Ground handling grounded
(The Philippine Star) - January 25, 2016 - 9:00am

Republic Act No. 7042, otherwise known as the Foreign Investments Act, was enacted in 1991 pursuant to a public policy “to attract, promote and welcome productive investments from foreign individuals, partnerships, corporations, and governments, including their political subdivisions, in activities which significantly contribute to national industrialization and socio-economic development to the extent that foreign investment is allowed in such activity by the Constitution and relevant laws.” After the enactment of R.A. No. 7042, foreigners have been allowed to invest in all activities or enterprises in the Philippines, save those areas of activities which are reserved to Philippine nationals by mandate of the Constitution and specific laws, or otherwise expressly covered by what is known as the “Negative Lists.” Consequently, foreign equity in various businesses and economic activities of corporations in the Philippines, including those considered as public utilities, has since been regulated or limited in varying degrees.

The Supreme Court, in JG Summit Holdings Inc. v. Court of Appeals, defined a “public utility” as a business or service engaged in regularly supplying the public with some commodity or service of public consequence. The term essentially implies public use or service. Moreover, it is “the service to, or readiness to serve, an indefinite public or portion of the public as such which has a legal right to demand and receive its services and commodities,” that is considered the determinative characteristic of any public utility. Under the current Constitutional and statutory parameters, foreign equity for public utilities is limited to 40 percent. No foreign individual may, therefore, operate such public utilities, and any partnership or corporation must have at least 60 percent Filipino equity.

The Securities and Exchange Commission (SEC) recently issued SEC-OGC Opinion No. 15-14, dated Nov. 3, 2015, pertaining to a query on foreign equity limitations on corporations engaged in ground handling services in airports. The proposed services pertain to the towing-in or pushing back of aircrafts using tractors, and preparing and delivering of baggage to and from aircrafts; with the subject of query being premised on the possible limitations or ramifications of airport authorities contracting these services out to 100 percent foreign owned domestic corporations. Although ground handling services is not explicitly included in the Foreign Investment Negative List, 100 percent foreign owned domestic corporations may not engage in the business of airport ground handling services, as “it is the nature, not the name, of the activity which determines whether or not the business activity is covered by the Negative List.” The SEC is of the opinion that it is the character of the service (i.e., having a public consequence) that determines whether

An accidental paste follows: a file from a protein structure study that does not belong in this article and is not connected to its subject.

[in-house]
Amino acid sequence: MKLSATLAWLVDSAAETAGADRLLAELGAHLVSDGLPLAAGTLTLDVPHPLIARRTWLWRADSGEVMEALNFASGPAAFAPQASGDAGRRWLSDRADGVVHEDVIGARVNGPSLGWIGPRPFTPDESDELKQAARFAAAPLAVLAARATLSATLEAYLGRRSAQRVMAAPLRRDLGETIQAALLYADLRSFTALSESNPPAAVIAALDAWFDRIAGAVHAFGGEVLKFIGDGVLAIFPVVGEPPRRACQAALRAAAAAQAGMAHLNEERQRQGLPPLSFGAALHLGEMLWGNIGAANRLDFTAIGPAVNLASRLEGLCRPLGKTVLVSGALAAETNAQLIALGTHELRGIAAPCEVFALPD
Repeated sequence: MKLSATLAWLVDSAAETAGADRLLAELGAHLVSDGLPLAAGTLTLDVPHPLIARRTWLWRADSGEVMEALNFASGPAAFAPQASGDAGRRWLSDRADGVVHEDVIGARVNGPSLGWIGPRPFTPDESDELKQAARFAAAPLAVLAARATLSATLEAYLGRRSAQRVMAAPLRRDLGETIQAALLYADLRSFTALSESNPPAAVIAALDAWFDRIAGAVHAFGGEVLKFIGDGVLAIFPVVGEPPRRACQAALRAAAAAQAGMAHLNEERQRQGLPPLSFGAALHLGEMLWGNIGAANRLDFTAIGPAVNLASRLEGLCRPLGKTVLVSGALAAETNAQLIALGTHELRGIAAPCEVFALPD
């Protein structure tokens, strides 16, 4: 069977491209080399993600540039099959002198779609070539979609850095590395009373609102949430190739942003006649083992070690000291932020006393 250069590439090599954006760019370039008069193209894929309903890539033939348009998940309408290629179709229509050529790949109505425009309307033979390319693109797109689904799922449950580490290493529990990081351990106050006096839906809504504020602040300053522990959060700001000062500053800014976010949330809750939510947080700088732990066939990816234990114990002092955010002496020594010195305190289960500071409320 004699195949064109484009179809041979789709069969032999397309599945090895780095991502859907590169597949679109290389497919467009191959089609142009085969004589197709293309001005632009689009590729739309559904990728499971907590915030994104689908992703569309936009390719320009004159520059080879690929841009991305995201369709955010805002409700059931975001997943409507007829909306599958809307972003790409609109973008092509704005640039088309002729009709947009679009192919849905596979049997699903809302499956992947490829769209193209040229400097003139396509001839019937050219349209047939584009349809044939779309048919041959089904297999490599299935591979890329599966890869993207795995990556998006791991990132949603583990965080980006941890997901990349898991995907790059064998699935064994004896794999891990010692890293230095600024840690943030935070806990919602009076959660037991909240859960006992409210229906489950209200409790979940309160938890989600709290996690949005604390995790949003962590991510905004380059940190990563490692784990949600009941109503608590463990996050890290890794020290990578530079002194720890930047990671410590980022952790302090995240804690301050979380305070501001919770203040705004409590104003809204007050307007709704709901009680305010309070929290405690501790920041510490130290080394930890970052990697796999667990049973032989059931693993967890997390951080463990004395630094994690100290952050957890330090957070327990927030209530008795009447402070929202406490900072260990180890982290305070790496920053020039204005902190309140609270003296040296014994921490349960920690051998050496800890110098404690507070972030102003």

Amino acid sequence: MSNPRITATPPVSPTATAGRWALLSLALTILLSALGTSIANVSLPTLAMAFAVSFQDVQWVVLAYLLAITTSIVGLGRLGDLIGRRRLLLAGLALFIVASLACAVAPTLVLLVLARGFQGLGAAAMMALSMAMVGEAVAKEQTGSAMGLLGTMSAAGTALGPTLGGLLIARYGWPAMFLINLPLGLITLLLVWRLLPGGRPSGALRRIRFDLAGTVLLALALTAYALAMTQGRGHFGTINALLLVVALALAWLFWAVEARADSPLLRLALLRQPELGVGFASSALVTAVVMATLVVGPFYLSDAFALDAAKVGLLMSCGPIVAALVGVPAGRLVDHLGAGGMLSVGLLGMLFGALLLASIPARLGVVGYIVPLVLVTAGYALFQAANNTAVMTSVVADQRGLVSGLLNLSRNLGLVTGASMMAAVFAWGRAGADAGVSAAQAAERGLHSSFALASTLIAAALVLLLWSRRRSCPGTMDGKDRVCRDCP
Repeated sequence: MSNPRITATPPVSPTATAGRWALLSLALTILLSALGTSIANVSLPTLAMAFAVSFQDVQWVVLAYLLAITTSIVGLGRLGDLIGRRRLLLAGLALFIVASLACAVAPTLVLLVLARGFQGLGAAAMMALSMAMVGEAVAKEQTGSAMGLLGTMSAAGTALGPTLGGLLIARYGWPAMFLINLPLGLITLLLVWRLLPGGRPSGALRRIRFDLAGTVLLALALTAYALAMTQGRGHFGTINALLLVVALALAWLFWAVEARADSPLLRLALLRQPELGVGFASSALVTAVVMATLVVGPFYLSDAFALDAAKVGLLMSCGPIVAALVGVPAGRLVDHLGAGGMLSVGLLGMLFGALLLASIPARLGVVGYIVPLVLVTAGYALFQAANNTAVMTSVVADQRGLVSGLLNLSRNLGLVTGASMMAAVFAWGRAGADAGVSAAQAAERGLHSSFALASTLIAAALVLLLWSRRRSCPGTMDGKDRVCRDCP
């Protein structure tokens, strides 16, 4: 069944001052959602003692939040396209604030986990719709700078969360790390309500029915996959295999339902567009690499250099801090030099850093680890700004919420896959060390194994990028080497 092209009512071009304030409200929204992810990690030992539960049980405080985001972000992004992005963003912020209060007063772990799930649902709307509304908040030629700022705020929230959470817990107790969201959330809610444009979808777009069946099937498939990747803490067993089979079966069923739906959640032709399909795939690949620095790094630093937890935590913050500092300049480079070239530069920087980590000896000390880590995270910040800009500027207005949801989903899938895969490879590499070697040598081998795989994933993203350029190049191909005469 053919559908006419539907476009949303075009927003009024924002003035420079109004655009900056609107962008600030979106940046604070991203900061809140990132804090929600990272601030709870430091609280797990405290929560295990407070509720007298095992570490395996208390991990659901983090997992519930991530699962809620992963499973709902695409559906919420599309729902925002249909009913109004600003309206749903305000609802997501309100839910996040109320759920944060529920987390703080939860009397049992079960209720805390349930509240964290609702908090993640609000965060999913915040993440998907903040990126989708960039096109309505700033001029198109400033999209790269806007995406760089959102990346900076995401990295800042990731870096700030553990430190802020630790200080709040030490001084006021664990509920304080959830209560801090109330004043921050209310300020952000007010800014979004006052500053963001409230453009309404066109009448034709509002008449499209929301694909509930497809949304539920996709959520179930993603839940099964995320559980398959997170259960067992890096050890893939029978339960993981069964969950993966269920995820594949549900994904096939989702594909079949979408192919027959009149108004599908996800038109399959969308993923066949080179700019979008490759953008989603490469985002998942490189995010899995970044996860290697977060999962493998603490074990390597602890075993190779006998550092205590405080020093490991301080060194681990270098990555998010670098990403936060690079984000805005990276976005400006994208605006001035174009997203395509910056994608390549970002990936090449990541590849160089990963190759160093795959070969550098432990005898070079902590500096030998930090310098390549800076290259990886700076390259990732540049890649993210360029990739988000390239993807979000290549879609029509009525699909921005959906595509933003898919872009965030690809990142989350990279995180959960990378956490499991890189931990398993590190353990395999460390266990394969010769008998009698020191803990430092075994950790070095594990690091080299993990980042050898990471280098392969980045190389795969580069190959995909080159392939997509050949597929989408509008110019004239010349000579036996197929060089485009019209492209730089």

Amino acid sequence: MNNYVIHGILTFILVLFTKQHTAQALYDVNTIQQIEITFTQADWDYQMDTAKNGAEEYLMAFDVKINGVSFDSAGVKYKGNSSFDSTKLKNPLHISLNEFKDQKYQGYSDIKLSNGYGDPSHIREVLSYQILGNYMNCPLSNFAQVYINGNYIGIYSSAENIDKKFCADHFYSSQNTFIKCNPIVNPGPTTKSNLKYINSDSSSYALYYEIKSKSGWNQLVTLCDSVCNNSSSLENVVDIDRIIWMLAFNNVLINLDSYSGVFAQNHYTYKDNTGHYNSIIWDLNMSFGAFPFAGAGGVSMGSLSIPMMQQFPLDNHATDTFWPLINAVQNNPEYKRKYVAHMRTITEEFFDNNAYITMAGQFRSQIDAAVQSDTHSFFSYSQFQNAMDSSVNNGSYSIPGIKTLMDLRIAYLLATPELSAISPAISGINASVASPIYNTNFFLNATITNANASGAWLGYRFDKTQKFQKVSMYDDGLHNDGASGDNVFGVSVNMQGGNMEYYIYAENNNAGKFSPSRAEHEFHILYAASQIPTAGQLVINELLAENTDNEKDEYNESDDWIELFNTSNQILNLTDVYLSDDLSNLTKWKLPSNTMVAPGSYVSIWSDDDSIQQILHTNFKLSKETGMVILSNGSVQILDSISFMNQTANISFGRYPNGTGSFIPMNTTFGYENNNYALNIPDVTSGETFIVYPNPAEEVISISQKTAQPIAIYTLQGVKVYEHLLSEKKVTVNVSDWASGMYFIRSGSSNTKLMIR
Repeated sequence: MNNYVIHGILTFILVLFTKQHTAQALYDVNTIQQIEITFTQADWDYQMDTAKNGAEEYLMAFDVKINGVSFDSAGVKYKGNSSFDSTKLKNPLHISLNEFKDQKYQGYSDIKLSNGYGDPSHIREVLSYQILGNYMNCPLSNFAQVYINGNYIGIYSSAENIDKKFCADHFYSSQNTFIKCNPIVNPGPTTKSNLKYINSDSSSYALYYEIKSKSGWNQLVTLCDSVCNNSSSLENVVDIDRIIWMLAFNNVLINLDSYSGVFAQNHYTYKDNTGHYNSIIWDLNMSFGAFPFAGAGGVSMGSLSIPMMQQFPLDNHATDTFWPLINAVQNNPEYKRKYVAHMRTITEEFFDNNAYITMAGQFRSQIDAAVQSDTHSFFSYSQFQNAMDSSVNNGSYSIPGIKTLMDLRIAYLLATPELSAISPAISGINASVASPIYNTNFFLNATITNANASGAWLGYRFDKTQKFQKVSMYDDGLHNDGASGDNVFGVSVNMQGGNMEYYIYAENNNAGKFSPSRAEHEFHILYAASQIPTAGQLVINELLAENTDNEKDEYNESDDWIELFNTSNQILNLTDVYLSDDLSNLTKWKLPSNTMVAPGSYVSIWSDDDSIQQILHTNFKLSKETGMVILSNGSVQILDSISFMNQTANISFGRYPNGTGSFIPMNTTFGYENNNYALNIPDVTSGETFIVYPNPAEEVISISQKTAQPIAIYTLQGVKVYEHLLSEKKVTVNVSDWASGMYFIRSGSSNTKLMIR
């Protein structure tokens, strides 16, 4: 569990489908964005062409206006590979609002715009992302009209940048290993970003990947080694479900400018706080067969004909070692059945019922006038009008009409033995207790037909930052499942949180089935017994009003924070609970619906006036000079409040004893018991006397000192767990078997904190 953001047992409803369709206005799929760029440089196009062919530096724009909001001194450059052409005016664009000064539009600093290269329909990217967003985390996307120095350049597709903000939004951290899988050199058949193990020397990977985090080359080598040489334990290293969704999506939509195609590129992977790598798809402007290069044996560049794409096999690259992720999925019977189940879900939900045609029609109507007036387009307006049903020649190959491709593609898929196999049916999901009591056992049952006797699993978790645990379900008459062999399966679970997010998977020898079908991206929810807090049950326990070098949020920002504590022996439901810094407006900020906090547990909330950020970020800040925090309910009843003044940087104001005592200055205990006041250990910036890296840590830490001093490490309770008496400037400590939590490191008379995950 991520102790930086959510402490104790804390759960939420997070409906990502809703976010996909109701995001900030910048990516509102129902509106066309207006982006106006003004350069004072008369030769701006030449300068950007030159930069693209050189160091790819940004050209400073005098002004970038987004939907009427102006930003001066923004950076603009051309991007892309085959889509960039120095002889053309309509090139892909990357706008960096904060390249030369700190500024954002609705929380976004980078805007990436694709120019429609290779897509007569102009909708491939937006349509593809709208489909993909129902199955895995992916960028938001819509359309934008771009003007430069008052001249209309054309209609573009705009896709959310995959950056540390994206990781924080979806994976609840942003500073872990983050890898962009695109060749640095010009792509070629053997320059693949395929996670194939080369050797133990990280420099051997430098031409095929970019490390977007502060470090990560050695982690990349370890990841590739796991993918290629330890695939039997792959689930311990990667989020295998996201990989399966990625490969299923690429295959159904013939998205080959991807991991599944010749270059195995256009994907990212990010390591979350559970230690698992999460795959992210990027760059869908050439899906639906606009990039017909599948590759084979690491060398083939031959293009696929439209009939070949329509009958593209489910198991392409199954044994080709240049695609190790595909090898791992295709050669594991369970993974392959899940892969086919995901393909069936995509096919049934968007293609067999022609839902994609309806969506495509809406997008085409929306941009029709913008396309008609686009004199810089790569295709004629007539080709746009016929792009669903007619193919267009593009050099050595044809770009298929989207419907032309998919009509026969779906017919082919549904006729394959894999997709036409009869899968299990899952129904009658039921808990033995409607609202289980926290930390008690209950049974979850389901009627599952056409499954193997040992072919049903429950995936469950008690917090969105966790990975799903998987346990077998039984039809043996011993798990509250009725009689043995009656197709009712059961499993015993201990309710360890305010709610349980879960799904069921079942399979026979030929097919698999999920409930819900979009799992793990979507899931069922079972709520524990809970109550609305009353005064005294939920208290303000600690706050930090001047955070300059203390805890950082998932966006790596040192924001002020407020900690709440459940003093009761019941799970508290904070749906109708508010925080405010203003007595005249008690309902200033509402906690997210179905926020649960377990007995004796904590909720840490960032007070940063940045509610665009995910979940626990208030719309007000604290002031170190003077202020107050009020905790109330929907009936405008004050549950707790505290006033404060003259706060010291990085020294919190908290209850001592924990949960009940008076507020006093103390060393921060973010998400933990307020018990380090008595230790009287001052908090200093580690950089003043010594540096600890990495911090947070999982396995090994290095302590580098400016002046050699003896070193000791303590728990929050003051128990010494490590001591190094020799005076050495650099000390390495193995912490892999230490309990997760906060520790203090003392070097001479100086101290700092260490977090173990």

a certain entity should be considered to be a public utility.

The SEC further opined that services pertaining to “passenger handling and other services related to the movement of passengers, baggage and goods, as well as the care conveniences and security of passengers, visitors and other airport users are necessarily part and parcel of airport operations.” Therefore, if ground handling services are not carried out by the airport authority concerned, but are instead contracted out to corporations or firms, they are “essentially aiding the public utility to provide the services incidental to its airport operations,” ultimately placing the latter under the category of public utility themselves.

The issuance of SEC-OGC Opinion No. 15-14 creates an opportunity to test the concept of what a public utility is vis-à-vis the extent of what may or may not be deemed included, as contemplated by the existing Foreign Investment Negative List. On one hand, there is indeed merit in saying the nature of the activity determines whether an activity should be covered by the Negative List. On the other hand, the same interpretation may also be considered potentially dangerous if it can expand the coverage of the items included in an otherwise exclusive Negative List, as currently contemplated by both the law and the courts. In either case, a possible categorical ruling from the Supreme Court will create an interesting development in foreign investments, not only to those involved with operation of public utilities here in the Philippines, but also to those whose activities involve services to be rendered to public utilities.

Arik Aaron C. Abu is a supervisor from the tax group of KPMG R.G. Manabat & Co. (KPMG RGM&Co.), the Philippine member firm of KPMG International. KPMG RGM&Co. has been recognized as a Tier 1 tax practice, Tier 1 transfer pricing practice and Tier 1 leading tax transactional firm in the Philippines by the International Tax Review.

This article is for general information purposes only and should not be considered as professional advice to a specific issue or entity.

The views and opinions expressed herein are those of the author and do not necessarily represent the views and opinions of KPMG International or KPMG RGM&Co. For comments or inquiries, please email ph-inquiry@kpmg.com or rgmanabat@kpmg.com.

KPMG R.G. Manabat & Co. will host a one-day seminar on Jan. 28 in Makati City. Be updated with the most recent tax and corporate laws, cases, regulations and issuances of various government agencies. Details and invites will be sent subsequently. The seminar will include CPE credits.

Interested parties can call (02) 885-7000 local 768 or 429. For more information on KPMG in the Philippines, you may visit www.kpmg.com.ph.

 

ACIRC ARIK AARON C COURT OF APPEALS FOREIGN FOREIGN INVESTMENT NEGATIVE LIST KPMG NEGATIVE LIST OPINION NO PUBLIC SERVICES SUPREME COURT
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